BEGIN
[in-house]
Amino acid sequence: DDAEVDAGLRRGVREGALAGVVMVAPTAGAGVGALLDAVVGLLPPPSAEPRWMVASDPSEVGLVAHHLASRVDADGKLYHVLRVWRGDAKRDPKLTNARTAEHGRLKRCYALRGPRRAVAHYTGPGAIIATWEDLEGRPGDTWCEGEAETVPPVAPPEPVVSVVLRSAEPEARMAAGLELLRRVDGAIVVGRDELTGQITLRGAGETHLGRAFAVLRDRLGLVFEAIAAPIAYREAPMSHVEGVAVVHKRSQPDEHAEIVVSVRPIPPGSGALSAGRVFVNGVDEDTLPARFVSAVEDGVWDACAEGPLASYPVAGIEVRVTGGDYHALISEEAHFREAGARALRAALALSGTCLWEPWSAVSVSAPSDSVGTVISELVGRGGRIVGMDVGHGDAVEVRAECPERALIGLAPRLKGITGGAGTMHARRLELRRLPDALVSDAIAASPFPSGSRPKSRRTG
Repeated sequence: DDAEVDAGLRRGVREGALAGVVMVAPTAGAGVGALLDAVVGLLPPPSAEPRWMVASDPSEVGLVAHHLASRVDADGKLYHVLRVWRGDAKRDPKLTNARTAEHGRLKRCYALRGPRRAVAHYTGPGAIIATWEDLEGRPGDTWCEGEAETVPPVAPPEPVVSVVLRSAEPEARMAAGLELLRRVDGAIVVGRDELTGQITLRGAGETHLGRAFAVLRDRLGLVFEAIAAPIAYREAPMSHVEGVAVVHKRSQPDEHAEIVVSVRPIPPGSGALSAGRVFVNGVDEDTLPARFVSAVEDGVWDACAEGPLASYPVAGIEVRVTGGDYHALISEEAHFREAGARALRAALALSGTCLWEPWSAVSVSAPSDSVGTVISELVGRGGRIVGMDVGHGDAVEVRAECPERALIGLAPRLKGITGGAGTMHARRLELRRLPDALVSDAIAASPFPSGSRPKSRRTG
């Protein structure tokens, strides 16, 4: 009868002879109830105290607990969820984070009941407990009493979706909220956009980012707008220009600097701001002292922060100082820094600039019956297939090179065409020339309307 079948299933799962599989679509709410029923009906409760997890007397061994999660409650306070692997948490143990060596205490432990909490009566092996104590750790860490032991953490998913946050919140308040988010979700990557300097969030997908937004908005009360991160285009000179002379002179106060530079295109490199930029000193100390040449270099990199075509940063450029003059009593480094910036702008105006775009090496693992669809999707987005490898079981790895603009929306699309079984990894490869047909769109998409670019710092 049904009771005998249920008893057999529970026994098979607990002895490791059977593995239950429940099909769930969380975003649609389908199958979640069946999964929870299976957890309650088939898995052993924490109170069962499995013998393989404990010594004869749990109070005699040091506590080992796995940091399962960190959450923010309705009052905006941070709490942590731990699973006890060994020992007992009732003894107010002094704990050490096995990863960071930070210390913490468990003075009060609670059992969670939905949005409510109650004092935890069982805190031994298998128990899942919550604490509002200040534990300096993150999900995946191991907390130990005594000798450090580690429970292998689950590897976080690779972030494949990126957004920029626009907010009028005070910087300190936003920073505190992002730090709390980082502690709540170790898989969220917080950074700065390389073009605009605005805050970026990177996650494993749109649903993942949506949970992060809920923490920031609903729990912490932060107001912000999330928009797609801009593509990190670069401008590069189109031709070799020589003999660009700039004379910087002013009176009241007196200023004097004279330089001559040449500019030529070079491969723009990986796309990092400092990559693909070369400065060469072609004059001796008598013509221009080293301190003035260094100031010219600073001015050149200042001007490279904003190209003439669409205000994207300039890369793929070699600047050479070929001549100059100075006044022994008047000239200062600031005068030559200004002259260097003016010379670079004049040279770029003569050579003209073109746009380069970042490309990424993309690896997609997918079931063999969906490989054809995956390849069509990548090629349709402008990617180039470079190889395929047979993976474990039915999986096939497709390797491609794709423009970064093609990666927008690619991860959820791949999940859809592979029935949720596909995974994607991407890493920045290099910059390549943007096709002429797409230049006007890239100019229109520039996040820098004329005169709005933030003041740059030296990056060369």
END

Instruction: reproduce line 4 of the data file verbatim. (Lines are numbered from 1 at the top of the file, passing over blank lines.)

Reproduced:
């Protein structure tokens, strides 16, 4: 009868002879109830105290607990969820984070009941407990009493979706909220956009980012707008220009600097701001002292922060100082820094600039019956297939090179065409020339309307 079948299933799962599989679509709410029923009906409760997890007397061994999660409650306070692997948490143990060596205490432990909490009566092996104590750790860490032991953490998913946050919140308040988010979700990557300097969030997908937004908005009360991160285009000179002379002179106060530079295109490199930029000193100390040449270099990199075509940063450029003059009593480094910036702008105006775009090496693992669809999707987005490898079981790895603009929306699309079984990894490869047909769109998409670019710092 049904009771005998249920008893057999529970026994098979607990002895490791059977593995239950429940099909769930969380975003649609389908199958979640069946999964929870299976957890309650088939898995052993924490109170069962499995013998393989404990010594004869749990109070005699040091506590080992796995940091399962960190959450923010309705009052905006941070709490942590731990699973006890060994020992007992009732003894107010002094704990050490096995990863960071930070210390913490468990003075009060609670059992969670939905949005409510109650004092935890069982805190031994298998128990899942919550604490509002200040534990300096993150999900995946191991907390130990005594000798450090580690429970292998689950590897976080690779972030494949990126957004920029626009907010009028005070910087300190936003920073505190992002730090709390980082502690709540170790898989969220917080950074700065390389073009605009605005805050970026990177996650494993749109649903993942949506949970992060809920923490920031609903729990912490932060107001912000999330928009797609801009593509990190670069401008590069189109031709070799020589003999660009700039004379910087002013009176009241007196200023004097004279330089001559040449500019030529070079491969723009990986796309990092400092990559693909070369400065060469072609004059001796008598013509221009080293301190003035260094100031010219600073001015050149200042001007490279904003190209003439669409205000994207300039890369793929070699600047050479070929001549100059100075006044022994008047000239200062600031005068030559200004002259260097003016010379670079004049040279770029003569050579003209073109746009380069970042490309990424993309690896997609997918079931063999969906490989054809995956390849069509990548090629349709402008990617180039470079190889395929047979993976474990039915999986096939497709390797491609794709423009970064093609990666927008690619991860959820791949999940859809592979029935949720596909995974994607991407890493920045290099910059390549943007096709002429797409230049006007890239100019229109520039996040820098004329005169709005933030003041740059030296990056060369």